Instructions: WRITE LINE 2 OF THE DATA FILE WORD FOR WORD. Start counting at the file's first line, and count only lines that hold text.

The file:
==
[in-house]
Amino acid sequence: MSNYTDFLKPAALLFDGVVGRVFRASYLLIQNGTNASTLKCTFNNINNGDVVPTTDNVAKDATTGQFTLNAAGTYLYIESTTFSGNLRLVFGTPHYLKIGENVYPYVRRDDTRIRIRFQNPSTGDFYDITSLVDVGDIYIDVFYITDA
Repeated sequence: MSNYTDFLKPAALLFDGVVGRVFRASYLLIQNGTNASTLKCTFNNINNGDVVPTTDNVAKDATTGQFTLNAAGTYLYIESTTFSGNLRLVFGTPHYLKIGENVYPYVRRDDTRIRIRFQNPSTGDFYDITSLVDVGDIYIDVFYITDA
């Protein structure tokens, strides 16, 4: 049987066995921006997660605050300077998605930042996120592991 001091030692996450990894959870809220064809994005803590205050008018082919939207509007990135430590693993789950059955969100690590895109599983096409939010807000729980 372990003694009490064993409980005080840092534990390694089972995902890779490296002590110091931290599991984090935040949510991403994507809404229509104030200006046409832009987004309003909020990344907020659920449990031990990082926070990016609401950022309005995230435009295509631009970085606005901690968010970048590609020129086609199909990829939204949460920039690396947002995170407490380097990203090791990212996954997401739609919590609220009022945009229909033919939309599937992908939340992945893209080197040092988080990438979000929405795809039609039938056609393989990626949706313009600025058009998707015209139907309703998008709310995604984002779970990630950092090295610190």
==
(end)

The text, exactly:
Amino acid sequence: MSNYTDFLKPAALLFDGVVGRVFRASYLLIQNGTNASTLKCTFNNINNGDVVPTTDNVAKDATTGQFTLNAAGTYLYIESTTFSGNLRLVFGTPHYLKIGENVYPYVRRDDTRIRIRFQNPSTGDFYDITSLVDVGDIYIDVFYITDA